Even though his work as an active researcher is now over, his fascination for biology is as strong as ever. Partly because biology is frequently at the interface with other disciplines. “Many biological problems need input from other disciplines to find a solution. Only now, towards the end of my active career, have I discovered productive interactions with engineering, for example. Using engineers’ methods to analyse biological systems: that’s extremely exciting.” Aebi has always been open to new approaches. Whenever he came across something that might be useful for his research, he immediately established a partnership. “And this in turn produced something new. That was great fun.”
A strong bond with students
During his time as a professor at ETH, providing support for young scientists has always been close to Aebi’s heart. “Looking after the undergraduates, graduates and doctoral students has always been personally important to me.” He particularly enjoyed giving lectures to first-year students, as he likes to engage with young people and hear their personal expectations and goals, as well as their concerns. And it always reminded him that he once sat in the very same lecture halls, but as part of the audience. “I was a disruptive student. I used to complain if the lectures were poor. When I came back later as a professor, I said to myself: “So now you can show exactly how to deliver a good lecture.”
It was a learning process, but one with a successful outcome. Students recognised the quality of his teaching with a series of prizes such as the CS Teaching Award and the ETH Golden Owl awards. “It’s rewarding when students appreciate your teaching and think you’ve done a good job.”
The appreciation is mutual: Aebi is equally inspired by his students. He is full of praise for the Swiss education system and its output of top-class high-school graduates. And he is enthused by all the young people, doctoral students and postdocs from across the globe who work in his laboratory. “People from many different cultures work together productively at ETH. Being part of such a team has been a fantastic experience.”
Many diverse interests and activities
His enthusiasm for teaching and research is also reflected in his involvement in the university’s institutions: head of the Institute for Microbiology, in charge of the degree programme in biology, head of the Biology Department, Director of Life Science Zurich, member of the ETH Research Commission, delegate to the President for the appointment of professors, to name just some of the positions he has held. “The opportunities and possibilities available at ETH are excellent. It’s been a pleasure for me to play my part in preserving the overall integrity of our institution. One can’t expect the university to continuously offer you something – you need to give something back as well.” And that’s more than just a lecture or publication.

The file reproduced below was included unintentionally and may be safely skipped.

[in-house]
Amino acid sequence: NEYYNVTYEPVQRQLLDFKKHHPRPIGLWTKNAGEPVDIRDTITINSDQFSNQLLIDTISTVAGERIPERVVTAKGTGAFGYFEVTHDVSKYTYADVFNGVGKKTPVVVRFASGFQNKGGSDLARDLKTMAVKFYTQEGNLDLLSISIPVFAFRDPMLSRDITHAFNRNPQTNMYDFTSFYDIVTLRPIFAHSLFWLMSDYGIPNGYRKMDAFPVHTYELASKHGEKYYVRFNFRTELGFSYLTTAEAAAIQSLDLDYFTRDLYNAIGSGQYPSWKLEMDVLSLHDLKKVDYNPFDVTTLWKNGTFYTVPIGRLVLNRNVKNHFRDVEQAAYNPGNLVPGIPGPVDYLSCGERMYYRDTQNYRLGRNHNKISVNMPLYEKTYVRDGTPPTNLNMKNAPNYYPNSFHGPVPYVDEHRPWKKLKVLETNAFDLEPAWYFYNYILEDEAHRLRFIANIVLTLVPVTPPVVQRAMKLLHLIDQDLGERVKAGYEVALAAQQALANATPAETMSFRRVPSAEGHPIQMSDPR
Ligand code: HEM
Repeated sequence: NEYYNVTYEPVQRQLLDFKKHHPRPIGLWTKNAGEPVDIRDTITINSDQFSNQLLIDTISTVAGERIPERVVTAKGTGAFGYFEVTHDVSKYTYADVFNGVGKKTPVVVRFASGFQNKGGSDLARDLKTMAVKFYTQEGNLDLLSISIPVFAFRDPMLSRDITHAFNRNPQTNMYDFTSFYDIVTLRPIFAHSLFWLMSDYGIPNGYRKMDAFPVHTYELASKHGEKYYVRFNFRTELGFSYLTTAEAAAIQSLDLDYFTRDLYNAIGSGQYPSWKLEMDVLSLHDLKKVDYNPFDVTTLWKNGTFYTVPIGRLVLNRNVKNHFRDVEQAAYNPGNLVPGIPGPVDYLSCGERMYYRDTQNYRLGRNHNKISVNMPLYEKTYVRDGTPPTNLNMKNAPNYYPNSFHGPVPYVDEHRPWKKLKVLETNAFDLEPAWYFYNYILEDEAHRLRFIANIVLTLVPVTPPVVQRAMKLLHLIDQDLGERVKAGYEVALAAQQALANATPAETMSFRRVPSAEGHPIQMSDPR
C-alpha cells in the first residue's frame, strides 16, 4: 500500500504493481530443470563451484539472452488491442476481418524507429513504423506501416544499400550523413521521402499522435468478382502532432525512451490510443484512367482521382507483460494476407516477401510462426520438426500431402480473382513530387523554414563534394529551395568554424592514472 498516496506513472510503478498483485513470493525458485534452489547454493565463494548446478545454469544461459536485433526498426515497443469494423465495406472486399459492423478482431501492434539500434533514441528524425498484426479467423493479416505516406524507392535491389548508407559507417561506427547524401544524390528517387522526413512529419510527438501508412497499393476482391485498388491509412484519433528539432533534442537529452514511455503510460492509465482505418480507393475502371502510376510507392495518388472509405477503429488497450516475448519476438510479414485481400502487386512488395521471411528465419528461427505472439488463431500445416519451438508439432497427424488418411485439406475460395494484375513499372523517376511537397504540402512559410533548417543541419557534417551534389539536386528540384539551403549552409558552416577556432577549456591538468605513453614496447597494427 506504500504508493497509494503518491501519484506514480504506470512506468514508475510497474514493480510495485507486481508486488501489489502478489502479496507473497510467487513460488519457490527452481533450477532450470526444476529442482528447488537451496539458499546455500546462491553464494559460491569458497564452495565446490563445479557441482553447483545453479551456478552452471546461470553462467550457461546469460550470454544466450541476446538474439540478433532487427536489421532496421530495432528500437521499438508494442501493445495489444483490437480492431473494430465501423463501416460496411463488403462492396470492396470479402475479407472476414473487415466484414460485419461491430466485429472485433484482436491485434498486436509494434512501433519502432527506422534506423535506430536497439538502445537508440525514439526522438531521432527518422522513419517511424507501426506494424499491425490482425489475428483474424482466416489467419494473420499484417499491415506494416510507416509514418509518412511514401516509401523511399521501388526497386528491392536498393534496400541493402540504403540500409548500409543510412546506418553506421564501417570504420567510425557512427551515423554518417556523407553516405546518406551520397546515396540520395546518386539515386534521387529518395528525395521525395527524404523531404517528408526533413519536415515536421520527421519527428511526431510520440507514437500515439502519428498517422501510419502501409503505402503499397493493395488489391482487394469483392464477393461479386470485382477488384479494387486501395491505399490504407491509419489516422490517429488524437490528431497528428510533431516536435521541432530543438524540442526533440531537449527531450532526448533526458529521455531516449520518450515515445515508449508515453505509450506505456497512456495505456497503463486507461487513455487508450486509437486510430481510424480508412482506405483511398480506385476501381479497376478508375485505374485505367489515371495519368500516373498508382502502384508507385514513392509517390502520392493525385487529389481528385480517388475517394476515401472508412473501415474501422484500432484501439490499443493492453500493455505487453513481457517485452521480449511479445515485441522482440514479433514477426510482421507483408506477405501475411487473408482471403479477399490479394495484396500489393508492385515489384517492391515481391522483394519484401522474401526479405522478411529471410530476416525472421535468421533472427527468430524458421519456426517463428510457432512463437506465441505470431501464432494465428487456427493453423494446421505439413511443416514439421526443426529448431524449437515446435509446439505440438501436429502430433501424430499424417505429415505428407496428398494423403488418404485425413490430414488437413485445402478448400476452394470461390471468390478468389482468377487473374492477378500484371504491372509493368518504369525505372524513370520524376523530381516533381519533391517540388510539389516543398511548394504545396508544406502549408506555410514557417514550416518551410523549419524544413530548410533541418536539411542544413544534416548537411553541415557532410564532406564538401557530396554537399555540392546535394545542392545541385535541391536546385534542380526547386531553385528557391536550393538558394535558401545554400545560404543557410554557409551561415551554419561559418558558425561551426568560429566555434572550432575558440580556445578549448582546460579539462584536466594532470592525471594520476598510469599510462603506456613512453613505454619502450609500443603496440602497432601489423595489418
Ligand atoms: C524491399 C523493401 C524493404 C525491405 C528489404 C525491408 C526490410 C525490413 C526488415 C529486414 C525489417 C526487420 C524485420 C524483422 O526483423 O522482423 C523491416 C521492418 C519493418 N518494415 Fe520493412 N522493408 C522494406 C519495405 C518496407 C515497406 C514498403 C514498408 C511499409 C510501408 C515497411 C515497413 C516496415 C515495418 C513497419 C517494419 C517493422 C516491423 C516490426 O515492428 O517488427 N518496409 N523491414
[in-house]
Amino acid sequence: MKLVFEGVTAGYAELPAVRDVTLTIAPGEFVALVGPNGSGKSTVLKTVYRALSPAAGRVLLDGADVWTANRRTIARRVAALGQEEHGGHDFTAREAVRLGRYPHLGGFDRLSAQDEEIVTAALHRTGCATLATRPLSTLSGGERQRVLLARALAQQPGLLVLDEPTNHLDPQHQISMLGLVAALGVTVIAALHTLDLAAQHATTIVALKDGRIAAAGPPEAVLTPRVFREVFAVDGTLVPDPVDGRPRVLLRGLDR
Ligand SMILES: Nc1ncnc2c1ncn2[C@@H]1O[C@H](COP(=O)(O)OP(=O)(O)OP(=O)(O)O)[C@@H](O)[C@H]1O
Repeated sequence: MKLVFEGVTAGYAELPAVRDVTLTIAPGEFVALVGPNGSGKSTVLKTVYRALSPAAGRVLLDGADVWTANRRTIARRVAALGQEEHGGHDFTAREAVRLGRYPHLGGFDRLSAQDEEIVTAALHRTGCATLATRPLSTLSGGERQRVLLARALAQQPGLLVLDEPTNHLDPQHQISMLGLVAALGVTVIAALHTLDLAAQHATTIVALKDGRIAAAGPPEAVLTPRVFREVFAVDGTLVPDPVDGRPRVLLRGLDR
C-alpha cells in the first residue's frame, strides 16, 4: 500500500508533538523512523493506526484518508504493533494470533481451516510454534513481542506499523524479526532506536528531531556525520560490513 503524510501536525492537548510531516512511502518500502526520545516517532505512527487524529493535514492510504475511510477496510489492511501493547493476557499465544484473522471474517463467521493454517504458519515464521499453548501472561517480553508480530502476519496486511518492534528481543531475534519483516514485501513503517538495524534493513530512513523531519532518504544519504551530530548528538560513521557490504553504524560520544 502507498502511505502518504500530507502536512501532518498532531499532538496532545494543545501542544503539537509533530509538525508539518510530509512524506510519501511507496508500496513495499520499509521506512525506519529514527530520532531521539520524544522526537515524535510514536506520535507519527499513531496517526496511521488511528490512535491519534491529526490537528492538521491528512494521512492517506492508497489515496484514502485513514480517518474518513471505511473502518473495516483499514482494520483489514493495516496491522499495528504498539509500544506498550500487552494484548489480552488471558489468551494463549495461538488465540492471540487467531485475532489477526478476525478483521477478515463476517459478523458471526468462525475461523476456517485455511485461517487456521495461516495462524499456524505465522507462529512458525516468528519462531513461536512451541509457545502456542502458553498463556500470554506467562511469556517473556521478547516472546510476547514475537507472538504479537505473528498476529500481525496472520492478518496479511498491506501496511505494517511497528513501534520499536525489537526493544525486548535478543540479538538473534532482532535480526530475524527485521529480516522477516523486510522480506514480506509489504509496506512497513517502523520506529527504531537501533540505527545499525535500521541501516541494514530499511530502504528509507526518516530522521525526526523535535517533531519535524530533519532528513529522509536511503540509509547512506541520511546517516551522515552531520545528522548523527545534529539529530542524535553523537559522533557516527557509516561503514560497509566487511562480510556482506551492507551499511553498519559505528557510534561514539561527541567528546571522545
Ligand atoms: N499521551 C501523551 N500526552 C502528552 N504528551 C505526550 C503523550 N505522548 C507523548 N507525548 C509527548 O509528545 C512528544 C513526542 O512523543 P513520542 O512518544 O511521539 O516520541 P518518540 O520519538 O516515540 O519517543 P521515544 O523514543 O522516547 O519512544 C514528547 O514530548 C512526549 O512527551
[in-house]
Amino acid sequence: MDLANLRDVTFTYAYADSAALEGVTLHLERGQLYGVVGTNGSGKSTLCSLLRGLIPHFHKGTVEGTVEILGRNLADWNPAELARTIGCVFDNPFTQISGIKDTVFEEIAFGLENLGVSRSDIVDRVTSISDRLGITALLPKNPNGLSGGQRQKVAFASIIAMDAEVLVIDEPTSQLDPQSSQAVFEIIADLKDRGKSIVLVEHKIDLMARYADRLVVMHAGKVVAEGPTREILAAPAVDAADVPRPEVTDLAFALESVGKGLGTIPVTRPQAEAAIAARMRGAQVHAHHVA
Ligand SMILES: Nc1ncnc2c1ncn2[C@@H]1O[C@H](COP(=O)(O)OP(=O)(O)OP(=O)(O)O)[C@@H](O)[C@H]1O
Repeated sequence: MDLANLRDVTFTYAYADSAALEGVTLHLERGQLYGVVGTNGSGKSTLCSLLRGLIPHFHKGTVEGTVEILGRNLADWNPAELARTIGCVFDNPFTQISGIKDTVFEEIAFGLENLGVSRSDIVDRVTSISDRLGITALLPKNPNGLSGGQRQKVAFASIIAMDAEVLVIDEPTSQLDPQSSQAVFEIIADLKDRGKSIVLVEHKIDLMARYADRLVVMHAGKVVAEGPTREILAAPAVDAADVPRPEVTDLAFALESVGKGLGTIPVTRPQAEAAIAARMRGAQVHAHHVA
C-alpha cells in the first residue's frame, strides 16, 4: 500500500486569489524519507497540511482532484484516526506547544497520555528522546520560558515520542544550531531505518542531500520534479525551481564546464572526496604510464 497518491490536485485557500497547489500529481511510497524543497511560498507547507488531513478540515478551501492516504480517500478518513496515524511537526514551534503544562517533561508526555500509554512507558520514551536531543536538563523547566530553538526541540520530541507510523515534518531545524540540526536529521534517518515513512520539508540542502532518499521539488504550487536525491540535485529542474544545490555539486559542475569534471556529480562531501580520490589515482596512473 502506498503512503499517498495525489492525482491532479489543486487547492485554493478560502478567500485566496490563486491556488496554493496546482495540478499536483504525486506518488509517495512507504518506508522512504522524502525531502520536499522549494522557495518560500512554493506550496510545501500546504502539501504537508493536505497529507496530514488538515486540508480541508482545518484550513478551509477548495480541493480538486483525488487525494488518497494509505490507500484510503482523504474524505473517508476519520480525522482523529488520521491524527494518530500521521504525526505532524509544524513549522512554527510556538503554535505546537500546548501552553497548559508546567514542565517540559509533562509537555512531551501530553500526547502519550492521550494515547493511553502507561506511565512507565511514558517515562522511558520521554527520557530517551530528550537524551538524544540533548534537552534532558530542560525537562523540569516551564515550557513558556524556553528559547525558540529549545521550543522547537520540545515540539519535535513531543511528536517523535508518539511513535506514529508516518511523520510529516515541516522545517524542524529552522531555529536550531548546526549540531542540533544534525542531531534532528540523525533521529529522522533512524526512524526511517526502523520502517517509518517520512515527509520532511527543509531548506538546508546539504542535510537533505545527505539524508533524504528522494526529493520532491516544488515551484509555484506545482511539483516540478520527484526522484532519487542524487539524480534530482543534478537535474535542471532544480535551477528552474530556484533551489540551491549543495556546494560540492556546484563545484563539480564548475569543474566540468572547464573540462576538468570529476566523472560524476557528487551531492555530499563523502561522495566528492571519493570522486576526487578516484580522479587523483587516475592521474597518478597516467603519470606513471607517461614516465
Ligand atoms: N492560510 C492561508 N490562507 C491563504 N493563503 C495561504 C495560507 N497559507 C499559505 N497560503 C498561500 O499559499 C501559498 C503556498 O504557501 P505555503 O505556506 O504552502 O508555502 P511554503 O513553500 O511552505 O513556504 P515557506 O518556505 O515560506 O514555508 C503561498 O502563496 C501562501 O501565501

A new chapter
During his retirement, Aebi will still be involved in the ongoing development of the ETH organisational structure as part of the rETHink project. One of his tasks is to help redevelop the professorships. “I feel very honoured that my opinion counts.” At the same time, however, he stresses the importance not just of many years of experience, but also the fresh approach of young colleagues.
He has given up all his other roles, his laboratory is being cleared out, and other lecturers are at the podium in the lecture halls. Aebi is finally leaving the main stage. “Naturally I’m still interested in science, but I no longer feel the need to practise it myself. I am delighted when something new comes up, but it doesn’t have to come from me. And I still feel young enough to take on new challenges.”
In a way, the pandemic lockdown has been a test run period for his retirement. For decades, the family father and professor left home in the mornings to work in Zurich and was often away for several days at scientific conferences. “Until now I never realised what it’s like to be at home all the time.” The test run has been successful. His wife is now closing her medical practice and retiring as well. “We are really looking forward to starting a new chapter in our lives.”